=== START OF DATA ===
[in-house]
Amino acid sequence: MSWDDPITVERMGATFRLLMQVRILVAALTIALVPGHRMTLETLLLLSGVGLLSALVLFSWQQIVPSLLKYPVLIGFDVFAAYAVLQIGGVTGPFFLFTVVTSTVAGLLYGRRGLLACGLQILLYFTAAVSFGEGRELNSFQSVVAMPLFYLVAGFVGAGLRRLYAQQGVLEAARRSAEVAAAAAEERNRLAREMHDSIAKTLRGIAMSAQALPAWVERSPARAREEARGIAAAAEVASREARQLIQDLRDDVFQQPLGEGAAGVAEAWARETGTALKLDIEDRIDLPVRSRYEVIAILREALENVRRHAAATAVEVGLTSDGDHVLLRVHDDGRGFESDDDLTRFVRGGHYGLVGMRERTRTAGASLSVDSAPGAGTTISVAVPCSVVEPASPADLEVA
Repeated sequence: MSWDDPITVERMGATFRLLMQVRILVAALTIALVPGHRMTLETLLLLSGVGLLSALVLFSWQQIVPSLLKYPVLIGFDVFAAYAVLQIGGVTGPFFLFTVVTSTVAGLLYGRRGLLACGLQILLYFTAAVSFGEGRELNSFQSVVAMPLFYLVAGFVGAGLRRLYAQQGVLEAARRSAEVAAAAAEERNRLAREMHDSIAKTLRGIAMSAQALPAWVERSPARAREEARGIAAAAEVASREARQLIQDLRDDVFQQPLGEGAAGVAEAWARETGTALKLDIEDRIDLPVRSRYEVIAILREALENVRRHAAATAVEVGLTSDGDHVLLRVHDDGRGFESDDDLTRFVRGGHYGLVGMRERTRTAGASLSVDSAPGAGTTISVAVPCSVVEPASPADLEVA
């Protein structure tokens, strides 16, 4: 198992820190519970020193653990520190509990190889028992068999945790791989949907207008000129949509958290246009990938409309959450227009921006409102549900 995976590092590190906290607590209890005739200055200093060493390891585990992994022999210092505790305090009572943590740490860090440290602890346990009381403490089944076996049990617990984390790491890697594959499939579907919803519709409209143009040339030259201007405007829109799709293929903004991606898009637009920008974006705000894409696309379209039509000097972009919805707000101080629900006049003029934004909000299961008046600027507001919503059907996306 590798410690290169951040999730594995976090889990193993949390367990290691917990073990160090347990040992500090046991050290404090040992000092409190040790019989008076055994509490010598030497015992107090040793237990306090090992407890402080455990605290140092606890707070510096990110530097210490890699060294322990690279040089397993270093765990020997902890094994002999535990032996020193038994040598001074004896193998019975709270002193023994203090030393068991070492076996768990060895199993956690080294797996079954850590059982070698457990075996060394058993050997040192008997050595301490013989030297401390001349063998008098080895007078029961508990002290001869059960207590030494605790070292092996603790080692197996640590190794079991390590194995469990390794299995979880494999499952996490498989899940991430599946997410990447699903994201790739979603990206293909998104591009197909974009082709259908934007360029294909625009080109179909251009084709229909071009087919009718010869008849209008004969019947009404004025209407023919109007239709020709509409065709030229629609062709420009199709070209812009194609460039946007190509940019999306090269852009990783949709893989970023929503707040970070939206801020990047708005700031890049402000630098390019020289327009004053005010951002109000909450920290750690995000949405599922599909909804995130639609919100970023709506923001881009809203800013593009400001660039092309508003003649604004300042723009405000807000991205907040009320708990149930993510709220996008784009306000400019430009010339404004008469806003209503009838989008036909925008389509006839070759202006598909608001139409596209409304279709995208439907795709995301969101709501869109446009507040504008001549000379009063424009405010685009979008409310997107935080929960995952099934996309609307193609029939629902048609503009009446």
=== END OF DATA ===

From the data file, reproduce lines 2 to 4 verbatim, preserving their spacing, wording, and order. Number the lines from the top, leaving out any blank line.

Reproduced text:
Amino acid sequence: MSWDDPITVERMGATFRLLMQVRILVAALTIALVPGHRMTLETLLLLSGVGLLSALVLFSWQQIVPSLLKYPVLIGFDVFAAYAVLQIGGVTGPFFLFTVVTSTVAGLLYGRRGLLACGLQILLYFTAAVSFGEGRELNSFQSVVAMPLFYLVAGFVGAGLRRLYAQQGVLEAARRSAEVAAAAAEERNRLAREMHDSIAKTLRGIAMSAQALPAWVERSPARAREEARGIAAAAEVASREARQLIQDLRDDVFQQPLGEGAAGVAEAWARETGTALKLDIEDRIDLPVRSRYEVIAILREALENVRRHAAATAVEVGLTSDGDHVLLRVHDDGRGFESDDDLTRFVRGGHYGLVGMRERTRTAGASLSVDSAPGAGTTISVAVPCSVVEPASPADLEVA
Repeated sequence: MSWDDPITVERMGATFRLLMQVRILVAALTIALVPGHRMTLETLLLLSGVGLLSALVLFSWQQIVPSLLKYPVLIGFDVFAAYAVLQIGGVTGPFFLFTVVTSTVAGLLYGRRGLLACGLQILLYFTAAVSFGEGRELNSFQSVVAMPLFYLVAGFVGAGLRRLYAQQGVLEAARRSAEVAAAAAEERNRLAREMHDSIAKTLRGIAMSAQALPAWVERSPARAREEARGIAAAAEVASREARQLIQDLRDDVFQQPLGEGAAGVAEAWARETGTALKLDIEDRIDLPVRSRYEVIAILREALENVRRHAAATAVEVGLTSDGDHVLLRVHDDGRGFESDDDLTRFVRGGHYGLVGMRERTRTAGASLSVDSAPGAGTTISVAVPCSVVEPASPADLEVA
């Protein structure tokens, strides 16, 4: 198992820190519970020193653990520190509990190889028992068999945790791989949907207008000129949509958290246009990938409309959450227009921006409102549900 995976590092590190906290607590209890005739200055200093060493390891585990992994022999210092505790305090009572943590740490860090440290602890346990009381403490089944076996049990617990984390790491890697594959499939579907919803519709409209143009040339030259201007405007829109799709293929903004991606898009637009920008974006705000894409696309379209039509000097972009919805707000101080629900006049003029934004909000299961008046600027507001919503059907996306 590798410690290169951040999730594995976090889990193993949390367990290691917990073990160090347990040992500090046991050290404090040992000092409190040790019989008076055994509490010598030497015992107090040793237990306090090992407890402080455990605290140092606890707070510096990110530097210490890699060294322990690279040089397993270093765990020997902890094994002999535990032996020193038994040598001074004896193998019975709270002193023994203090030393068991070492076996768990060895199993956690080294797996079954850590059982070698457990075996060394058993050997040192008997050595301490013989030297401390001349063998008098080895007078029961508990002290001869059960207590030494605790070292092996603790080692197996640590190794079991390590194995469990390794299995979880494999499952996490498989899940991430599946997410990447699903994201790739979603990206293909998104591009197909974009082709259908934007360029294909625009080109179909251009084709229909071009087919009718010869008849209008004969019947009404004025209407023919109007239709020709509409065709030229629609062709420009199709070209812009194609460039946007190509940019999306090269852009990783949709893989970023929503707040970070939206801020990047708005700031890049402000630098390019020289327009004053005010951002109000909450920290750690995000949405599922599909909804995130639609919100970023709506923001881009809203800013593009400001660039092309508003003649604004300042723009405000807000991205907040009320708990149930993510709220996008784009306000400019430009010339404004008469806003209503009838989008036909925008389509006839070759202006598909608001139409596209409304279709995208439907795709995301969101709501869109446009507040504008001549000379009063424009405010685009979008409310997107935080929960995952099934996309609307193609029939629902048609503009009446």